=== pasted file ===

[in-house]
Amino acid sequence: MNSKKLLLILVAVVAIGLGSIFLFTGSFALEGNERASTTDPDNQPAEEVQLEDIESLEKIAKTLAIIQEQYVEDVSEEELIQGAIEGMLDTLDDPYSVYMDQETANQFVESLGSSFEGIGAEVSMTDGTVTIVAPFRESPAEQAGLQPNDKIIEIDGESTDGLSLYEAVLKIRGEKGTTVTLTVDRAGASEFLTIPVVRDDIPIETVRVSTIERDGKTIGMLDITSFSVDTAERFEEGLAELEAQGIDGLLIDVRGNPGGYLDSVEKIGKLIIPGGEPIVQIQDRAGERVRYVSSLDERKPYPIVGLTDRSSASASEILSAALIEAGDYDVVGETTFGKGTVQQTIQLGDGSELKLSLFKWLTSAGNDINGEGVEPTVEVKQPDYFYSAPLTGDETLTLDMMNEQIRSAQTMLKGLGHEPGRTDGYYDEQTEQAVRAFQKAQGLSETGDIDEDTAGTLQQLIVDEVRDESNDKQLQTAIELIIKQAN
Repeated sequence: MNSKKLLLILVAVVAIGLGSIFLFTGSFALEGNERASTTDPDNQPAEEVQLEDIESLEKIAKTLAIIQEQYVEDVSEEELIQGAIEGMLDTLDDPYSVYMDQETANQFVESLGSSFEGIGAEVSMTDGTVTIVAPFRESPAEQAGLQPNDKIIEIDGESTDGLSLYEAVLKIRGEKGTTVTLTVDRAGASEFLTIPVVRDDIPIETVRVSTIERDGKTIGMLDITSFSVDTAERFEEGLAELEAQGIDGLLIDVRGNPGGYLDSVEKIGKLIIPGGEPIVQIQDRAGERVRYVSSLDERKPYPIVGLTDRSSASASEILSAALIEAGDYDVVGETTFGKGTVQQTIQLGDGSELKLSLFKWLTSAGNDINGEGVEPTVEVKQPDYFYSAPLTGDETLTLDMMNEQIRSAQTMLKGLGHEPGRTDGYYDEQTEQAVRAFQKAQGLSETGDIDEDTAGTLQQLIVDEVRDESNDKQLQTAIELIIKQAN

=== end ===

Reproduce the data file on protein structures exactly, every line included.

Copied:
[in-house]
Amino acid sequence: MNSKKLLLILVAVVAIGLGSIFLFTGSFALEGNERASTTDPDNQPAEEVQLEDIESLEKIAKTLAIIQEQYVEDVSEEELIQGAIEGMLDTLDDPYSVYMDQETANQFVESLGSSFEGIGAEVSMTDGTVTIVAPFRESPAEQAGLQPNDKIIEIDGESTDGLSLYEAVLKIRGEKGTTVTLTVDRAGASEFLTIPVVRDDIPIETVRVSTIERDGKTIGMLDITSFSVDTAERFEEGLAELEAQGIDGLLIDVRGNPGGYLDSVEKIGKLIIPGGEPIVQIQDRAGERVRYVSSLDERKPYPIVGLTDRSSASASEILSAALIEAGDYDVVGETTFGKGTVQQTIQLGDGSELKLSLFKWLTSAGNDINGEGVEPTVEVKQPDYFYSAPLTGDETLTLDMMNEQIRSAQTMLKGLGHEPGRTDGYYDEQTEQAVRAFQKAQGLSETGDIDEDTAGTLQQLIVDEVRDESNDKQLQTAIELIIKQAN
Repeated sequence: MNSKKLLLILVAVVAIGLGSIFLFTGSFALEGNERASTTDPDNQPAEEVQLEDIESLEKIAKTLAIIQEQYVEDVSEEELIQGAIEGMLDTLDDPYSVYMDQETANQFVESLGSSFEGIGAEVSMTDGTVTIVAPFRESPAEQAGLQPNDKIIEIDGESTDGLSLYEAVLKIRGEKGTTVTLTVDRAGASEFLTIPVVRDDIPIETVRVSTIERDGKTIGMLDITSFSVDTAERFEEGLAELEAQGIDGLLIDVRGNPGGYLDSVEKIGKLIIPGGEPIVQIQDRAGERVRYVSSLDERKPYPIVGLTDRSSASASEILSAALIEAGDYDVVGETTFGKGTVQQTIQLGDGSELKLSLFKWLTSAGNDINGEGVEPTVEVKQPDYFYSAPLTGDETLTLDMMNEQIRSAQTMLKGLGHEPGRTDGYYDEQTEQAVRAFQKAQGLSETGDIDEDTAGTLQQLIVDEVRDESNDKQLQTAIELIIKQAN